Mr. Justice Willis then said - I have now for three years, within a few days, sat on the bench of this Colony, and during that period almost exclusively administered that portion of the Law which appertains to the jurisdiction of this Court, as a Court of Equity. On my arrival, I found the practical proceedings a perfect chaos of irregularity; of the orders and decrees which had been made, I shall say nothing more; a different system has been established, and if there has been any beneficial reformation, much of its merit is to be ascribed to my friend Mr. Gurner, without whose indefatigable assistance any efforts on my part could not have been successful; it is but justice to Mr Gurner, to make this acknowledgement. The praise is merited, and fairly earned, and will wear well. I congratulate my friend on his admission as Attorney and may he be as prosperous in his future course, whatever it may be, as I sincerely wish.

The Attorney General said, he had similar application to make in behalf of Mr. Henry Burton Bradley, who had been appointed a Clerk of the Supreme Court in February 1834, and in January 1837 to the office of second clerk; the had actually and personally serviced in the office of the Supreme Court upwards of five years, and during the whole of that time had discharged the duties entrusted to him in a most satisfactory manner, and for the public benefit. It was unnecessary for him to state anything in commendation of Mr. Bradley, as he was a perfect gentlemen in manners, education, and aptitude for business. He had been reared under his excellent and inestimable uncle, who was now absent from the Colony. If his Honor Judge Burton had been here he would have given him such a character as would have been of service to him through life, at the same time he considered it but due to Mr. Bradley to give his humble testimony to his efficiency as an officer of the Court, and also to his conduct as a member of Society.

The Chief Justice said he had great pleasure in giving his testimony to Mr. Bradley, as he had never known a more diligent, active, and zealous young gentleman connected with any of the departments of the court.

Mr. Justice Willis stated that he had known Mr. Bradley for three years, as an officer of the court, and during that time he had almost daily opportunities of seeing the manner in which Mr. Bradley had conducted himself, and he was happy to bear testimony that he had done so in a manner highly satisfactory to all concerned. It also came within his knowledge that Mr. Bradley, during his absence on leave, had studied conveyancing under a gentleman of first rate ability in that department in the mother country, and which peculiarly qualified him for benefiting the public of New South Wales by his knowledge and experience in that department; he had also great pleasure in bearing testimony to his private worth and respectability as a member of society. Mr. Bradley's admission was then ordered by the court in the usual way.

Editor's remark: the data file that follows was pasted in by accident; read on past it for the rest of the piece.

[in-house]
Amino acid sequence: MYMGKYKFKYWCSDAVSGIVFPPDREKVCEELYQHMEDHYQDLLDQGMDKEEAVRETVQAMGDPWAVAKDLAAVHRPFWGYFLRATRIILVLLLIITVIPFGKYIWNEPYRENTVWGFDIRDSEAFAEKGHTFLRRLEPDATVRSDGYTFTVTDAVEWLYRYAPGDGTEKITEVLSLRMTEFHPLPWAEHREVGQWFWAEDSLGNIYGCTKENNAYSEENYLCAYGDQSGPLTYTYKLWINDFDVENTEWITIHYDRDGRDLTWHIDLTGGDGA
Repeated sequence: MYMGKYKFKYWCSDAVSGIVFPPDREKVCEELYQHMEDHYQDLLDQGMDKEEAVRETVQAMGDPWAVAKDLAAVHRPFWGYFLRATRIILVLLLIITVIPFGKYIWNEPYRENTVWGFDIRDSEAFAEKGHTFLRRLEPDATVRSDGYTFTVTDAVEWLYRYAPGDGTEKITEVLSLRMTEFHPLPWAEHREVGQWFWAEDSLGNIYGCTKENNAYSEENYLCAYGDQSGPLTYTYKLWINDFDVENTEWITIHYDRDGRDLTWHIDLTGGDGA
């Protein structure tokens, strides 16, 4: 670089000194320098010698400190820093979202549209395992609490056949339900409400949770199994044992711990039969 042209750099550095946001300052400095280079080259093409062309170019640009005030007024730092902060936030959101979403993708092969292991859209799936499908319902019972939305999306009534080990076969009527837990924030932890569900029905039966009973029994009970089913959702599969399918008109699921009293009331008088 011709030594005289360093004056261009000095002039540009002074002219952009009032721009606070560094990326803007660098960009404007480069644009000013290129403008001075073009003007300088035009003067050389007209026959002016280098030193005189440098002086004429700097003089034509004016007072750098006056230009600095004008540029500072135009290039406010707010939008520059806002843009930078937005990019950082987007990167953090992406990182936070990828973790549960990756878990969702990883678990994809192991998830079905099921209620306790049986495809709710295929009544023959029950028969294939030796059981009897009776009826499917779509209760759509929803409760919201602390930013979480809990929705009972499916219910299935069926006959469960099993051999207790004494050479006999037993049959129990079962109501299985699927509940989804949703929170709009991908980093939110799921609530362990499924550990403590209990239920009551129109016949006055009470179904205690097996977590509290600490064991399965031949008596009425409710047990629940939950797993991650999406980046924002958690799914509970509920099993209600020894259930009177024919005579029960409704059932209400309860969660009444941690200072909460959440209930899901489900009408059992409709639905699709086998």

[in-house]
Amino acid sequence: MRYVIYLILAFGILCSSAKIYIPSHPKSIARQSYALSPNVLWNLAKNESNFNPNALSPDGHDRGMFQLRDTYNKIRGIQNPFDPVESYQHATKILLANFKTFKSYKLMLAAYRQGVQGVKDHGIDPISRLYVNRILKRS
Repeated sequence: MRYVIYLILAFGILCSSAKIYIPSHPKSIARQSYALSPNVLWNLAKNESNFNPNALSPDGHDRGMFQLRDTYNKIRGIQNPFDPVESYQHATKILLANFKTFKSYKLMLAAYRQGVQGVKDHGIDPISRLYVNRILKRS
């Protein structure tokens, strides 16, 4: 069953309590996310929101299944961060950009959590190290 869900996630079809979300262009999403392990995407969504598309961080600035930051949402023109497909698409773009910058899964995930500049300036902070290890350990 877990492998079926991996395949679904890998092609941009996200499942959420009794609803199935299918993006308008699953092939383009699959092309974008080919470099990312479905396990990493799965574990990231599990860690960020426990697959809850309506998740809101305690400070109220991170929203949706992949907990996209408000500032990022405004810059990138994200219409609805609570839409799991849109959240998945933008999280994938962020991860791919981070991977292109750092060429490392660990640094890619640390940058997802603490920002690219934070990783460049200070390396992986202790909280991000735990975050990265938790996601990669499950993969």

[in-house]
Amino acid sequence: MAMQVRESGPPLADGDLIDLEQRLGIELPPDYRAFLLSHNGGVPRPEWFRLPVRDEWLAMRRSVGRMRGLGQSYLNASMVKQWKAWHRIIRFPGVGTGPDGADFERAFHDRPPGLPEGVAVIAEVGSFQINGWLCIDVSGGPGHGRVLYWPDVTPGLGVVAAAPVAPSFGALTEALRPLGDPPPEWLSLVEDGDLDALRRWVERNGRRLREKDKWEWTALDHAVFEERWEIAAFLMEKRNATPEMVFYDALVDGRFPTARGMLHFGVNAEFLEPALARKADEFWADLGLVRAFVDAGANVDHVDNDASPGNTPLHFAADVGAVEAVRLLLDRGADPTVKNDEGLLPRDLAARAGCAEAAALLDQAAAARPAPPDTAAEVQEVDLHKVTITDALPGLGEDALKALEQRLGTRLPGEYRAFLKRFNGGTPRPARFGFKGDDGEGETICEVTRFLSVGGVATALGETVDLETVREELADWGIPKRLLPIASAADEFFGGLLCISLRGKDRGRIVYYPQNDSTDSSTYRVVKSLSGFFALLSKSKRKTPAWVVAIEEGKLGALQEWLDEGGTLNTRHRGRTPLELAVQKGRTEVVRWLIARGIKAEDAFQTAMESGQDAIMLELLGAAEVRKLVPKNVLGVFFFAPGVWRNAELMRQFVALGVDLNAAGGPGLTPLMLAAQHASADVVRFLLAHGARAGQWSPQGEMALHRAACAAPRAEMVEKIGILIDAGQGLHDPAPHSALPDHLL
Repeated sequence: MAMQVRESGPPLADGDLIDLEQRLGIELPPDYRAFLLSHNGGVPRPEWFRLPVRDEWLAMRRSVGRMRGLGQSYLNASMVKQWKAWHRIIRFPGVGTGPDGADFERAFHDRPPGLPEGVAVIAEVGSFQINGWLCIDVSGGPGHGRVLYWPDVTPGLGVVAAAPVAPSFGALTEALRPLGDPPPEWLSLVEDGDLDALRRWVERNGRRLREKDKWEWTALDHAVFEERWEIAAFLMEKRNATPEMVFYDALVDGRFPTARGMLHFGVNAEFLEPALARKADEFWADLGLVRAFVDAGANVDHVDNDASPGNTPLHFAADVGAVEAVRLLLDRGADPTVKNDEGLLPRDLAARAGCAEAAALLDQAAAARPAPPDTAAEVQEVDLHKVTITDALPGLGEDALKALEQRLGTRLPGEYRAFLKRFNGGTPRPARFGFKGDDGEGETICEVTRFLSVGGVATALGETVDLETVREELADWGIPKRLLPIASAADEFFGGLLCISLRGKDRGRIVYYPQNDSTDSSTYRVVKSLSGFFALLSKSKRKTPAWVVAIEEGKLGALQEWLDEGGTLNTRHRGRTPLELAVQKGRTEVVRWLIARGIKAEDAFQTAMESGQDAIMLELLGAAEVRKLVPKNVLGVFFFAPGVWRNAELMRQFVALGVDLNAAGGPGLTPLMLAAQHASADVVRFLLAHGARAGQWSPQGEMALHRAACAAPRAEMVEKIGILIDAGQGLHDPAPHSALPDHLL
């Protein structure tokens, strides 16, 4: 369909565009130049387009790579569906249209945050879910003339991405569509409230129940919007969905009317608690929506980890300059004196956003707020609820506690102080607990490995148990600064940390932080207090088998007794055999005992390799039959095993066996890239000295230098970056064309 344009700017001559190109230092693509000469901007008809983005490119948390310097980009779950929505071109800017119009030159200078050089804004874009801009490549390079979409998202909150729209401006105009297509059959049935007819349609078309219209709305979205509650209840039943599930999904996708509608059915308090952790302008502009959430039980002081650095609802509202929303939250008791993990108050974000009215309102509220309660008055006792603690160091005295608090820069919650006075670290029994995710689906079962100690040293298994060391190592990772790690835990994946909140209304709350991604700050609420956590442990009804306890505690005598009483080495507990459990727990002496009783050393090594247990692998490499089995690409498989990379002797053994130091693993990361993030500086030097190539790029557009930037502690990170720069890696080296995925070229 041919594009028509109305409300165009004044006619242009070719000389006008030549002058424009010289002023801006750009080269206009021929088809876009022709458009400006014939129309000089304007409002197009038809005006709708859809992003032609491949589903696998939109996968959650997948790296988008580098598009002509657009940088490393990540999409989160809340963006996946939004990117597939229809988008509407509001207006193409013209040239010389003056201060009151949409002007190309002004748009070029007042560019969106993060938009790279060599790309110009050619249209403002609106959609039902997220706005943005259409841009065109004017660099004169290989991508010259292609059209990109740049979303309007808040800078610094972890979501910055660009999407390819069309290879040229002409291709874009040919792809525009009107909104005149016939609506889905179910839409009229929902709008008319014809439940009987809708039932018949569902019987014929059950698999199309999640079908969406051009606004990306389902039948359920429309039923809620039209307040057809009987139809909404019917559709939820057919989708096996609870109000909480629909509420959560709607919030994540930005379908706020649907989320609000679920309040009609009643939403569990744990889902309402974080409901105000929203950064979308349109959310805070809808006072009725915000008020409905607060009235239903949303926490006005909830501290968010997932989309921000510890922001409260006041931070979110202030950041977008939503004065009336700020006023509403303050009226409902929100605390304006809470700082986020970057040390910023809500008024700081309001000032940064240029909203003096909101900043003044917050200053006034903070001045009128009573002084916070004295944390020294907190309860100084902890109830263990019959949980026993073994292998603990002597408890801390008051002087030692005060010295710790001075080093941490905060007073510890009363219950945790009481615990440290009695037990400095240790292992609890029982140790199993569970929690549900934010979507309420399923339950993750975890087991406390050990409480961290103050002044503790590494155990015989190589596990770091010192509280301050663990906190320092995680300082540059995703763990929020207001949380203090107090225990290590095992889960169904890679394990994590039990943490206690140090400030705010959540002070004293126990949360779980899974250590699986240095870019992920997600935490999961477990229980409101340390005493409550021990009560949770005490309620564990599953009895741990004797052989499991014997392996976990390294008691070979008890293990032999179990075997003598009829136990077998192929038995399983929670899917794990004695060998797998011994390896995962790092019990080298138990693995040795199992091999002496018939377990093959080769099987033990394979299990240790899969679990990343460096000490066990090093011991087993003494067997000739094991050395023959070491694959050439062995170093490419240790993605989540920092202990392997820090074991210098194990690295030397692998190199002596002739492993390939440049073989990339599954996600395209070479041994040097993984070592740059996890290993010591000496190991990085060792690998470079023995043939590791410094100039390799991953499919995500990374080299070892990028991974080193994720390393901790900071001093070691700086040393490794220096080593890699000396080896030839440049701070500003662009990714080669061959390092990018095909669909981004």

The Attorney General then moved that Mr. William Hardy be admitted, he having produced the necessary certificates of character and qualifications, and having also given such references as left no doubt as to his respectability. The documents having been handed in, Mr. Hardy was admitted.

The Attorney General said he had a similar application to make on behalf of Mr. John McBean McIntosh who had finished his term of apprenticeship with Mr. Norton, one of the most respectable attorneys in the Colony, and Mr. McIntosh having appeared before the examiners and fully satisfied them as to his capacity and qualifications, and also furnished the necessary affidavits and other documents, he trusted there would be no objection to his admission. The Court ordered Mr. McIntosh to be admitted.

The Attorney General subsequently made a similar application on behalf of Mr. John Stirling Home, who had served his articles as a writer to the signet in Scotland, and has been respectably recommended from home. Mr. Justice Willis enquired if Mr. Home had been admitted as a writer to the Signet, and was informed that he had not, but he had appeared before the examiners here, and had satisfied them and had obtained their certificate.

Judge Willis enquired if it was customary when professional gentlemen applied to be admitted here who had not been admitted at home, for them to appear before the examiners, and was told that was the usual course. Mr. Home was then ordered to be admitted.

Mr. a'Beckett applied on behalf of Mr. John Staple, the under-sheriff, that he should be admitted an attorney of the Supreme Court. Admission ordered.

Mr. Hustler also made similar applications on behalf of Messrs. Golan, Hubert Solway and John Davis, all of whom having produced the requisite certificates of respectability and legal qualifications, their admissions were ordered.


[1]              See also Australian, 3 November 1840.

Published by the Division of Law, Macquarie University